[53] However, there was also a more modest outflow of temporary job seekers to North America (ibid.).

[54] See Carrington, K., McIntosh, A. and Walmsley, J. (eds) 2007, The Social Costs and Benefits of Migration into Australia, Centre for Applied Research in Social Sciences, University of New England, Armidale.

[55] Productivity Commission 2006, Economic impacts of migration and population growth, Productivity Commission Research Report, Productivity Commission, Australian Government, Melbourne, 24 April 2006.

[56] Organisation for Economic Cooperation and Development (OECD) 2002, International Mobility of the Highly Skilled, Organisation for Economic Cooperation and Development, Paris.

[57] Hugo, ‘Centenary article’, p. 14.

[58] DIC 2007, Emigration 2006–07 Australia, Programme Statistics and Monitoring Section, Department of Immigration and Citizenship, Canberra, Table 6.

[59] Ibid., Tables 1.10 and 1.13, pp. 24–5, 29.

[60] BIR, Community Profiles Poland Born, Tables 1–2, pp. 1–2.

[61] ABS 2008, 2006 Census Data by Location, 2006 Census Tables, Australian Bureau of Statistics, Canberra, Table 20680.

[62] ‘A normal immigration pattern is for arrivals to be in their mid-twenties and to produce most of their children after arrival’ (Jupp, ‘Ethnic and cultural diversity in Australia’). For example, in 1959, 68 per cent of settlers were twenty-nine or younger and, in 1990, 59 per cent were (ABS, ‘Recent trends in overseas migration’, Australian Economic Indicators, Oct. 1991).

[63] For example, of those who stated their ancestry as Polish in 2001, nearly 7.5 per cent gave ‘Australian’ as their other ancestry.

[64] ABS, Year Book Australia, 2004, Tables 2.6 and 2.7, pp. 22–3.

[65] Ibid., Table 4.1, p. 46.

[66] Ibid., Table 4.2, p. 50.

[67] Department of Immigration and Multicultural and Indigenous Affairs (DIMIA) 2003, Statistical Focus, 2001: Classification of countries into English proficiency groups, C01.2.0, Department of Immigration and Multicultural and Indigenous Affairs, Canberra, July 2003.

[68] Ibid, Tables 1 and 2, pp. 16, 19.

[69] ABS, 2006 Census of Population and Housing, Census Tables, Table ‘Country of Birth of Person by Proficiency in Spoken English/Language by Sex’.

[70] ABS 2002, Australian Social Trends, 2002, 4102.0–09/05/2002, Australian Bureau of Statistics, Canberra.

[71] Some 2 per cent did not state their proficiency.

[72] ABS, Australian Social Trends, 2002, Table A.1:90; and ABS, Year Book Australia, 2007, Table 12.35.

[73] There were more than 3.7 million Catholics in Australia in 2001, of whom 74 per cent were Australia-born (DIMIA 2003, The People of Australia, Statistics from the 2001 Census, Department of Immigration and Multicultural and Indigenous Affairs, Canberra, July 2003, Table 10, p. 48).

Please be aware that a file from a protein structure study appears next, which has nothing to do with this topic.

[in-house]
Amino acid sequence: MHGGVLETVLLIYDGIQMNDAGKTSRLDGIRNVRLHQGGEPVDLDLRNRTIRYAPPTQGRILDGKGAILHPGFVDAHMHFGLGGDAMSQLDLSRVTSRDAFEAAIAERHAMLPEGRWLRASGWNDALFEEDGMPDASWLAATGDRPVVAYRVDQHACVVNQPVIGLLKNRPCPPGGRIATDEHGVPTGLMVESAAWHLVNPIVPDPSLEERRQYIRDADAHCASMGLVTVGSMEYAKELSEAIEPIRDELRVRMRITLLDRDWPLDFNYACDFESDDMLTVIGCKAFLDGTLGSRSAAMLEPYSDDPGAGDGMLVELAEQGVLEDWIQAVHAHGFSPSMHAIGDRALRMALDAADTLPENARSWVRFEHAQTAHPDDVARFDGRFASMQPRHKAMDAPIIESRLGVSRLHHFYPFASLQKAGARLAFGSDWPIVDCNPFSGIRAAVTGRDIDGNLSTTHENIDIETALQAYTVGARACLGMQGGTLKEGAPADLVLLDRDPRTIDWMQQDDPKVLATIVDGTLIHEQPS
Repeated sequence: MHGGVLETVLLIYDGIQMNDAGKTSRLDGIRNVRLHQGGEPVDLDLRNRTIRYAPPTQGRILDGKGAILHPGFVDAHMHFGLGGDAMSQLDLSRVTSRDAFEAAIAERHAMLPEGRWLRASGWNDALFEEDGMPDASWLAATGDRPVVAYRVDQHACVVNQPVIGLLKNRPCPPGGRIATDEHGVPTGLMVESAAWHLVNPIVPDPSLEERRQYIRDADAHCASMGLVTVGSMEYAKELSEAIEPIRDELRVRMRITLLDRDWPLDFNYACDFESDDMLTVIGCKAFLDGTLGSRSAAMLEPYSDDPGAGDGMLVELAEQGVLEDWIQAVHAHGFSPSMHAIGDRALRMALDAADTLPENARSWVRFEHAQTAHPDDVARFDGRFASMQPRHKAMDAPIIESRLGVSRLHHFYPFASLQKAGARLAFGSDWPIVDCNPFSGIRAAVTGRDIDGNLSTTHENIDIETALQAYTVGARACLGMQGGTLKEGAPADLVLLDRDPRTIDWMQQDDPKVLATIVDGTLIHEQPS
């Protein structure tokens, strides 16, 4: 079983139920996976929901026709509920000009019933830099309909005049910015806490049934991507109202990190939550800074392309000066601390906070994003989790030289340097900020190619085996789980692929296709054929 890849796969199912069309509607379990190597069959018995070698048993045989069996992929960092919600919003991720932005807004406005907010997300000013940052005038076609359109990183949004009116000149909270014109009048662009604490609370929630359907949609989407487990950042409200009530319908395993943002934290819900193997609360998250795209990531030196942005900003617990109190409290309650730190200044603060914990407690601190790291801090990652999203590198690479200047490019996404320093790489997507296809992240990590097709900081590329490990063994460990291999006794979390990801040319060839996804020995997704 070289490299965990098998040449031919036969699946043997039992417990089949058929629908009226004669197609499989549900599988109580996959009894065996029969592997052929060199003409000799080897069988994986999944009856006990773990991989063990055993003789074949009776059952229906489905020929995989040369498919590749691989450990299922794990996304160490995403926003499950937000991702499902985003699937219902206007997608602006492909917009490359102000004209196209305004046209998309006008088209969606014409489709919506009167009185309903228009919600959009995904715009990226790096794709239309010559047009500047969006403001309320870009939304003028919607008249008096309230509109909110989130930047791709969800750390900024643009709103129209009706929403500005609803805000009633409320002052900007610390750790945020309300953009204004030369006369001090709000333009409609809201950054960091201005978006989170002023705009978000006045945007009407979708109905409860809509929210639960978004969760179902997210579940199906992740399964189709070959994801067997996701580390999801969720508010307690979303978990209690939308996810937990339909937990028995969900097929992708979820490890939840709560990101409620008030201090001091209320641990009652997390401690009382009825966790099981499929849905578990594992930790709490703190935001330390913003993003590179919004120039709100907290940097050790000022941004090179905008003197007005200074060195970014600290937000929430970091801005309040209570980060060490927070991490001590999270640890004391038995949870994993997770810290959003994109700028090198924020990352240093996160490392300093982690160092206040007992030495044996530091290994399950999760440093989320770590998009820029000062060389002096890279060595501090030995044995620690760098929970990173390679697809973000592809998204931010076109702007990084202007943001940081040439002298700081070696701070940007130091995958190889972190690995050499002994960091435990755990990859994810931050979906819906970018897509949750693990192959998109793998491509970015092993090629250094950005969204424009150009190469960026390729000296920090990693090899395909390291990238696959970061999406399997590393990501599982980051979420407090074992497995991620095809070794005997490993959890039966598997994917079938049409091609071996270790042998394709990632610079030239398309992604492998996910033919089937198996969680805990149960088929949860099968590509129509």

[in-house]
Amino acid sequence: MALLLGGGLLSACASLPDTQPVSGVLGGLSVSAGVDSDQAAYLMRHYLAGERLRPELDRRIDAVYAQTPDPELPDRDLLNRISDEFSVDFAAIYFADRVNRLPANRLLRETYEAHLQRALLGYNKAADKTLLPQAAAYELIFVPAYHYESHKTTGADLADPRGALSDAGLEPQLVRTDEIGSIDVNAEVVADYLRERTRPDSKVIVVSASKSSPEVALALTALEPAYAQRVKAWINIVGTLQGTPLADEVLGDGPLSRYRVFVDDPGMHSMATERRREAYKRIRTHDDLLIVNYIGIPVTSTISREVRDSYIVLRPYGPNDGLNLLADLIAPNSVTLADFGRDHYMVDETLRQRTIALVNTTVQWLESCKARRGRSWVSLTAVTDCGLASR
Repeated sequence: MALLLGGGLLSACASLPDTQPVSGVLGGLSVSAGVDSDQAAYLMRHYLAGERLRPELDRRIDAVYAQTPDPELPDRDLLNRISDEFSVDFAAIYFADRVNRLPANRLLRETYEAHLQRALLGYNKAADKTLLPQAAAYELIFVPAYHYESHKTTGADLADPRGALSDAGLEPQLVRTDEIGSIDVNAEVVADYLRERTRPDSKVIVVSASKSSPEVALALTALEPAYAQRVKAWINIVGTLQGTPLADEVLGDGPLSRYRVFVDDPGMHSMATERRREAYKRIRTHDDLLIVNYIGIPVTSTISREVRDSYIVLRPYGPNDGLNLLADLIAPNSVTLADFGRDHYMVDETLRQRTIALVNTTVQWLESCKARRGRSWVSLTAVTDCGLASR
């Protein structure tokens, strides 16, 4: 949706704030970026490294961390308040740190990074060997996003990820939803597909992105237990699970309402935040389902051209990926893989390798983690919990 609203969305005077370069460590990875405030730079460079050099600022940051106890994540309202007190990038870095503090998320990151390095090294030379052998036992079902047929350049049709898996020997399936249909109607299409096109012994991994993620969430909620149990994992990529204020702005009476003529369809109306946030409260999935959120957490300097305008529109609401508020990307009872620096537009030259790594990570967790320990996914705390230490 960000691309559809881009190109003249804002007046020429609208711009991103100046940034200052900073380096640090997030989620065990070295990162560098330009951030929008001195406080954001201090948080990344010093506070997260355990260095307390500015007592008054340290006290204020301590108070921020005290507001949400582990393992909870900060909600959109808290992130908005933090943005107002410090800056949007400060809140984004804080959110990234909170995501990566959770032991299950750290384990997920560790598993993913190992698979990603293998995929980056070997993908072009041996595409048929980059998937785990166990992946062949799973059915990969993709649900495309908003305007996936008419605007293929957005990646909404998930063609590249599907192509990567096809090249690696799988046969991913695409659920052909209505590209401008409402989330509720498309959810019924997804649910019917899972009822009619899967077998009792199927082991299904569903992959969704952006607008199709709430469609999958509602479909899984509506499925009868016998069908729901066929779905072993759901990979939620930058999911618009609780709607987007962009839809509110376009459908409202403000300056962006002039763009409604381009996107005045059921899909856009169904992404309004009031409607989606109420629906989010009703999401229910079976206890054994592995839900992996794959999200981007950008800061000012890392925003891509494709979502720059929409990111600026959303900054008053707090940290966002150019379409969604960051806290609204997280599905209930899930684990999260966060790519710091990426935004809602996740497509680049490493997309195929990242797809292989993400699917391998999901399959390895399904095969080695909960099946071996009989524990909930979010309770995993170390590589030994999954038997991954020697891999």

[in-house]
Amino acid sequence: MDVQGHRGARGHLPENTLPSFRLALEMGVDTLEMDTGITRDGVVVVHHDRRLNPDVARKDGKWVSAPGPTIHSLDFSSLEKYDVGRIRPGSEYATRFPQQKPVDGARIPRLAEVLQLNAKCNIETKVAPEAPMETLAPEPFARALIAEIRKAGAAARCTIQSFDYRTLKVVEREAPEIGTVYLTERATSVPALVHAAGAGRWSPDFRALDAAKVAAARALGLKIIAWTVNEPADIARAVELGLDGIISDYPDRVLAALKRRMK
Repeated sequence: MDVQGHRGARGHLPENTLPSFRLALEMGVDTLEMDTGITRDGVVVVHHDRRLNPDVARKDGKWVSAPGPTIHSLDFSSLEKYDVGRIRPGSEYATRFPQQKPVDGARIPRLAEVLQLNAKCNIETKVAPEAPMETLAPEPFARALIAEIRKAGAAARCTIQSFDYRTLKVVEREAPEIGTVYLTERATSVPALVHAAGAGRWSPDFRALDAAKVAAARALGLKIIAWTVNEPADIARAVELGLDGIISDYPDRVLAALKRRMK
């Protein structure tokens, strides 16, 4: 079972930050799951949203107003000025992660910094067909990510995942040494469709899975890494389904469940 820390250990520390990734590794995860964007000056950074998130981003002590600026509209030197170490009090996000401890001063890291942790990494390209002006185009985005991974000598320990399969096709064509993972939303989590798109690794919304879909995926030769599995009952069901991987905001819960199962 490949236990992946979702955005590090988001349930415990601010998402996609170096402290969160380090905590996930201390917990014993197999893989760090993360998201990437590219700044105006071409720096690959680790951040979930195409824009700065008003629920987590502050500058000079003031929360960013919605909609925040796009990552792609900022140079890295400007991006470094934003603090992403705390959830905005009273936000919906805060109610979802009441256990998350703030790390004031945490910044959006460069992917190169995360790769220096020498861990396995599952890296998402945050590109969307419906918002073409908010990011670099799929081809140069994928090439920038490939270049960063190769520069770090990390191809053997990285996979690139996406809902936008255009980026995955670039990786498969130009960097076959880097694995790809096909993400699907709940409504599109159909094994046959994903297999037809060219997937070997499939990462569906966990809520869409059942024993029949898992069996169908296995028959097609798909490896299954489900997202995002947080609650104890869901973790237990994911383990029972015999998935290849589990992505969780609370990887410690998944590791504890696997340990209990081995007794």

[74] BIR, Community Profiles Poland Born.

[75] For example, in 2001–02, only 328 Poland-born people acquired Australian citizenship (ABS, Year Book Australia, 2004, Table 5.53).

[76] Ibid., Table 1.1.

[77] Ibid., Table A.2, p. 92.

[78] Also, as some of those Poland-born people are not Polish, they may hold dual citizenship with countries other than Poland.

[79] Some 3 per cent did not state how they became Australian citizens.

[80] Travelling to Poland on a Polish passport simplifies entry requirements while the use of an Australian passport is advantageous on re-entry to Australia.

[81] Some 44 per cent of Polish passport-holders are aged thirty–fifty-four, 29 per cent are fifty-five–sixty-four and 20 per cent are over sixty-five.

[82] During parliamentary elections in Poland, polling stations are open at Polish consular offices overseas.

[83] The ‘Other’ category included self-descriptions such as: ‘I am an Australian of Polish descent’, ‘I am primarily Australian but proud of my Polish heritage’, ‘Of Polish descent, born in England, now living in Europe’, ‘Australian-Polish-Latvian’, ‘Australian with Polish parents’, ‘Australian with dual nationality and Polish background’, and the aforementioned, ‘By birth: Canadian, by citizenship: Australian, by parentage: Anglo-Polish, by culture: Polish, by upbringing: European’.

[84] Some 11 people or 3 per cent of the sample did not state their age.

[85] ABS, 2006 Census of Population and Housing, Census Tables, Table ‘Country of Birth of Persons by Age by Sex’.

[86] Four people did not state their country of birth.